A team of neuroscientists has discovered a neural pathway underlying emotional behaviors critical for survival.
New research has identified a chain of neural connections linking core circuit survival to the spinal cord, causing the body to experience fear paralyze.
An important brain region, the periaqueductal gray, is responsible for how humans and animals respond to danger.
This substance, which surrounds the cerebral aqueduct in the midbrain, can trigger responses such as the suspension, a high heart rate, increased blood pressure or desire to flee or fight.
Research has found a brain pathway that extends from the periaqueductal gray in a very localized portion of the cerebellum, called pyramis, and demonstrated that lapyramis is involved in generating the behavior of stoppage when the core networks of survival are activated, innate or learned to threatening situations.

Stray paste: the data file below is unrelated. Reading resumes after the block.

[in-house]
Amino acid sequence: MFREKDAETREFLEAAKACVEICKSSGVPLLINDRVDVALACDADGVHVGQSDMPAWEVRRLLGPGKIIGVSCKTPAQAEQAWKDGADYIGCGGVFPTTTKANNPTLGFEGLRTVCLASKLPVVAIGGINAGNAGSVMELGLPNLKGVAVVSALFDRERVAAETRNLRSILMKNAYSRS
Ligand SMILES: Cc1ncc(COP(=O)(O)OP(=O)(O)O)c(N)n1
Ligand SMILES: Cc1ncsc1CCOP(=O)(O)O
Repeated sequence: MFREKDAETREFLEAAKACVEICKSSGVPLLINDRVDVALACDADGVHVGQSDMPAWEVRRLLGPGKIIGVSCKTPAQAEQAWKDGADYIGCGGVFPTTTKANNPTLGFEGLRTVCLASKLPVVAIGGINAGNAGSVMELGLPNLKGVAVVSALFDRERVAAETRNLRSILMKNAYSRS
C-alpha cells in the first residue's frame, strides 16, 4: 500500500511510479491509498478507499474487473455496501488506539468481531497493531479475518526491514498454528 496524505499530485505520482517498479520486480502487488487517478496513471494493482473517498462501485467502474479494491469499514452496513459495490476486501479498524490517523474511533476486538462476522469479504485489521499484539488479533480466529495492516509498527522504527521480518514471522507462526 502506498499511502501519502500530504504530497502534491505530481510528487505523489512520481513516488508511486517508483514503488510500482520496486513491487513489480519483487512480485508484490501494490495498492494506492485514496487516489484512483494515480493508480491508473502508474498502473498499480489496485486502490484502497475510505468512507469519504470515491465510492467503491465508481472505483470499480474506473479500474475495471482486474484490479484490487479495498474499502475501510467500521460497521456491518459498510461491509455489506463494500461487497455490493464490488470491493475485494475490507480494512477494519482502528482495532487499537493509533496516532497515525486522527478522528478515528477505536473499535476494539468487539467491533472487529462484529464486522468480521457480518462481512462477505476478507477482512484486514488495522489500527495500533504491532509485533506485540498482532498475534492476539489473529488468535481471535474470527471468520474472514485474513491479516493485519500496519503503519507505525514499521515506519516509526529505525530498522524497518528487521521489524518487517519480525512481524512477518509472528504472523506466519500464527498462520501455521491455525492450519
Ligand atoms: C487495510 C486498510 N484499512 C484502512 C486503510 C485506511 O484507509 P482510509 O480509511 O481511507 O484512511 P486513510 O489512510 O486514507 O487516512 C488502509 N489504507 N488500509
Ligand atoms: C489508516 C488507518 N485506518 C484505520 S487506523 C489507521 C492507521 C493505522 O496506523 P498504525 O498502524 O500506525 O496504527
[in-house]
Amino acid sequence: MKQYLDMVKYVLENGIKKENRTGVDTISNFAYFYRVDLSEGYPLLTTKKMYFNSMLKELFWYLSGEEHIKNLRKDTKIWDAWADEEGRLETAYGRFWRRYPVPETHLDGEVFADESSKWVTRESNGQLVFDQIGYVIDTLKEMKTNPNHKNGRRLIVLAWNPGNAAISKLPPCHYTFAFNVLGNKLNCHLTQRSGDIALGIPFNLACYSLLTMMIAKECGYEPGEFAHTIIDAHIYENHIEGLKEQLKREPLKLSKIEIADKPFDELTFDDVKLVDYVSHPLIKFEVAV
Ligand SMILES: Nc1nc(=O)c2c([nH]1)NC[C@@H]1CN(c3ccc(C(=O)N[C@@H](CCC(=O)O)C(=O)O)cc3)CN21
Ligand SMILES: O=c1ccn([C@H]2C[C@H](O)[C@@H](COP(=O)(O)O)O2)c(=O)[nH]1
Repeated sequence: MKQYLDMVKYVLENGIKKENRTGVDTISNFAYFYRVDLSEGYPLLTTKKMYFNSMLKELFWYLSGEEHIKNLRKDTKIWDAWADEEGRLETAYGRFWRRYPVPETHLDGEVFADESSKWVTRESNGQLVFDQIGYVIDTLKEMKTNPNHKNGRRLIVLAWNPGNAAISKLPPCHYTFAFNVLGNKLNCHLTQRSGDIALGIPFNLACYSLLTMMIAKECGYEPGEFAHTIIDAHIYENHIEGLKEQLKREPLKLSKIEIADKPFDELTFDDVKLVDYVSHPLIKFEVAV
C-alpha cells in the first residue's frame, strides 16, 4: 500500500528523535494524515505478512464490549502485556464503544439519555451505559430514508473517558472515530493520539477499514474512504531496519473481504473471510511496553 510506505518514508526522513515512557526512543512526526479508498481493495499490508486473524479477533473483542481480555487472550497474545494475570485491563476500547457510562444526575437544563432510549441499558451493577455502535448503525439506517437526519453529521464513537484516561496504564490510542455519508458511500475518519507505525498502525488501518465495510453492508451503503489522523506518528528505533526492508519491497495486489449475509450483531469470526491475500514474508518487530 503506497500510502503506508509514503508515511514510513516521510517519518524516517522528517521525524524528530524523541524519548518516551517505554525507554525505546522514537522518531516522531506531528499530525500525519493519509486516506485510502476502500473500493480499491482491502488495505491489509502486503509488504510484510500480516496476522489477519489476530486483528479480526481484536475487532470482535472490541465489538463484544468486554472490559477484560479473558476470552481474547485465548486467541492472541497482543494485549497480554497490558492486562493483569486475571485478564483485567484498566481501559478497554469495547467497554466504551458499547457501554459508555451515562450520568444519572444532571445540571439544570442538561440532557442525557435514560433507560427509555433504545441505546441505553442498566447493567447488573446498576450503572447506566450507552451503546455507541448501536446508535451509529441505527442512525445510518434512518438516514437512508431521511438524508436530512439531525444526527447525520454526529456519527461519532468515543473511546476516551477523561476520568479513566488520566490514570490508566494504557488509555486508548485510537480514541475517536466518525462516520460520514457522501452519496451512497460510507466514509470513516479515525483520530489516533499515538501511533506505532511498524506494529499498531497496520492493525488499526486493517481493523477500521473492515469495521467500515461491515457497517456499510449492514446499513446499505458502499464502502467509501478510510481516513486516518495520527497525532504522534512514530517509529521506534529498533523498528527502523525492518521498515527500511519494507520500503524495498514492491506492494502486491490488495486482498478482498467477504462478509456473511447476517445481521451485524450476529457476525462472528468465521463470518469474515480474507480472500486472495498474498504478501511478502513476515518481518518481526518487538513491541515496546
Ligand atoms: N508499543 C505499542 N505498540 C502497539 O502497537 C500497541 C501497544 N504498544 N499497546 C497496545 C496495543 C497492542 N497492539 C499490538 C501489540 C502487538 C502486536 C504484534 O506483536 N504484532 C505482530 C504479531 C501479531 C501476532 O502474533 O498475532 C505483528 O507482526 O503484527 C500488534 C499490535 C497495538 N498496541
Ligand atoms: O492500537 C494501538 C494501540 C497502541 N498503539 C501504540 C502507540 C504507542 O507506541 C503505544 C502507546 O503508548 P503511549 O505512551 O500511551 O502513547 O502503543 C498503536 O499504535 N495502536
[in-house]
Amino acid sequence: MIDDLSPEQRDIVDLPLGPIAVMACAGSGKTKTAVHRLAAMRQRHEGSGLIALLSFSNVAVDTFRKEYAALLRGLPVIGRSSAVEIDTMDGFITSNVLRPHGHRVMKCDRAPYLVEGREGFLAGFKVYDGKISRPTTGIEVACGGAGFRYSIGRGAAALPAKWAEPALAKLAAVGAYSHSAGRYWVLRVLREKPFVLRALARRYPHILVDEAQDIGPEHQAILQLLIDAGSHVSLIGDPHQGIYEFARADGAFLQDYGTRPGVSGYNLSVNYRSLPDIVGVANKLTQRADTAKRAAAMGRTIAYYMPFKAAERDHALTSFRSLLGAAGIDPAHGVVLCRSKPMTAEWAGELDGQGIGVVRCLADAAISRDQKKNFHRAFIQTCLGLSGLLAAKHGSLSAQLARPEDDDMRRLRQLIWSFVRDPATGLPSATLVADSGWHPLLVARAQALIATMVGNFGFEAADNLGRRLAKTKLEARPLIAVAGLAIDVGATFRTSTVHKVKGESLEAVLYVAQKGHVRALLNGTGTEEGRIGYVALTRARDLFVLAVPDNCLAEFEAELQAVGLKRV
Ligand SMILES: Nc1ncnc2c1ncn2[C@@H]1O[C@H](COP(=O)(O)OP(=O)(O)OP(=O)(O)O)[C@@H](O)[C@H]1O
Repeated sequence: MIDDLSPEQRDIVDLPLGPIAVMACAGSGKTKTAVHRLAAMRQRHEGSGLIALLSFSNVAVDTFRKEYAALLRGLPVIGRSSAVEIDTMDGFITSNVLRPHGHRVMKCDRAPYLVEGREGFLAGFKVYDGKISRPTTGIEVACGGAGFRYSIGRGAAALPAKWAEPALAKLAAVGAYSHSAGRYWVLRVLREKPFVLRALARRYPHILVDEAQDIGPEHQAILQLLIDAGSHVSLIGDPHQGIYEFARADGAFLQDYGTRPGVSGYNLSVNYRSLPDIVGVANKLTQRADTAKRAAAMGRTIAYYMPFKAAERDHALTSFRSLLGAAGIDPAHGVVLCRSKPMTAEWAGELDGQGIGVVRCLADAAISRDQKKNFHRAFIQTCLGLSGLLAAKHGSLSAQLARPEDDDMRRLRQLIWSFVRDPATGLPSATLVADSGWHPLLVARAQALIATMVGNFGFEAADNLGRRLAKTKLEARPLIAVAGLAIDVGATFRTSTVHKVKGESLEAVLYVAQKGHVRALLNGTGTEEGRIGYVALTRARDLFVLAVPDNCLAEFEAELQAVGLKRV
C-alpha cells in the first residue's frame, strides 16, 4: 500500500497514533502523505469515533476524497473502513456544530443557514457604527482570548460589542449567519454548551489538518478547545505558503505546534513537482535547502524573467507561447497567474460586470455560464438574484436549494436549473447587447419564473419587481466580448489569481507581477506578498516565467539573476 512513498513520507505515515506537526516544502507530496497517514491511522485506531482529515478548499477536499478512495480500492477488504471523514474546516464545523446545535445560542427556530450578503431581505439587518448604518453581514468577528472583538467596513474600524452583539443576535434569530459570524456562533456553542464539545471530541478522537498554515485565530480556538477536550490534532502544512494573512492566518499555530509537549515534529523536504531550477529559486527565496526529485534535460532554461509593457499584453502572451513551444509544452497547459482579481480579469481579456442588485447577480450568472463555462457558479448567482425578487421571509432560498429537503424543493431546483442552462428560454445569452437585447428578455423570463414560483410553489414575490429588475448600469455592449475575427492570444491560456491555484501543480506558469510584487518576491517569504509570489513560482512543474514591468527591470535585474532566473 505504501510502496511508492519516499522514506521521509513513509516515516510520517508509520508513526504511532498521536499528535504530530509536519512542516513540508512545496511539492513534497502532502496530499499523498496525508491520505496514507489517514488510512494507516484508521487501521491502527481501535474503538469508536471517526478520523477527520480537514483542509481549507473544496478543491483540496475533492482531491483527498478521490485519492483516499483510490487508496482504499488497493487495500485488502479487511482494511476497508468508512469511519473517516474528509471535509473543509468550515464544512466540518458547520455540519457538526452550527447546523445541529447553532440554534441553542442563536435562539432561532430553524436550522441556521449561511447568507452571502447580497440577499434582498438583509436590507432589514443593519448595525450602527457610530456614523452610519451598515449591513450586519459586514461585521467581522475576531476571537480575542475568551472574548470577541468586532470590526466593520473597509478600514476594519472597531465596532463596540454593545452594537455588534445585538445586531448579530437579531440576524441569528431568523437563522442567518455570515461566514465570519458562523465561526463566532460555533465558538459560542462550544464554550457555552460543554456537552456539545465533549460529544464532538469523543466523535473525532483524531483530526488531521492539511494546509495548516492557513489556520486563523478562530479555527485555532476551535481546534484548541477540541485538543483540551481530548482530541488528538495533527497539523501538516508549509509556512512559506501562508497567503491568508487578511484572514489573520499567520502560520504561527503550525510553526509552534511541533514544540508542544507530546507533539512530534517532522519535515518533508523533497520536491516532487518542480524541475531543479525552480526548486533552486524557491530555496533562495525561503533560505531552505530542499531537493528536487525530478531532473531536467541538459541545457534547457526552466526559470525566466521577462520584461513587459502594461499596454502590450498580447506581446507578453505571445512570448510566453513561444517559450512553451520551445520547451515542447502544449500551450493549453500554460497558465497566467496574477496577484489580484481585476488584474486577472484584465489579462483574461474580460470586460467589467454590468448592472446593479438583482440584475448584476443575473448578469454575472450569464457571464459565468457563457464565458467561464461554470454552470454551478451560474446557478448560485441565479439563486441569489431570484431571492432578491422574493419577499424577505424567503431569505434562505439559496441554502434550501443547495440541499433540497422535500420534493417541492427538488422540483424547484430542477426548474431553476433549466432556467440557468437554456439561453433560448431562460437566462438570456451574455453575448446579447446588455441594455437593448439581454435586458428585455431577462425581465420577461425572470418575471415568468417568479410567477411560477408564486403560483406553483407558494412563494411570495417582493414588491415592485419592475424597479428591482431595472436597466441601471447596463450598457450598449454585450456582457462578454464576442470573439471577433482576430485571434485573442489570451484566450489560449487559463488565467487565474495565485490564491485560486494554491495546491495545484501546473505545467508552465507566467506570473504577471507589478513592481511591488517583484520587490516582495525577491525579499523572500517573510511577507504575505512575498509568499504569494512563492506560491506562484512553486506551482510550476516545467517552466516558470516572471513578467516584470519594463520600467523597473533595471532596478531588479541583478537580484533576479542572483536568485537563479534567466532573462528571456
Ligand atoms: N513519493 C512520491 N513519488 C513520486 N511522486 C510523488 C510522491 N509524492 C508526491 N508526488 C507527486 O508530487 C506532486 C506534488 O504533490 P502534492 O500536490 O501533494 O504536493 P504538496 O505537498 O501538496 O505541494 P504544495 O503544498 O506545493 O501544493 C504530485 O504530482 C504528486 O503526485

There is a growing consensus that understanding the neural circuits underlying fear behavior is fundamental to the development of effective treatments for those behavioral changes associated with emotional disorders, such as anxiety, panic or phobias step.
The authors conclude that the cerebellum is a promising target for future therapeutic strategies to manage the deregulation of own emotional states of panic disorders and phobias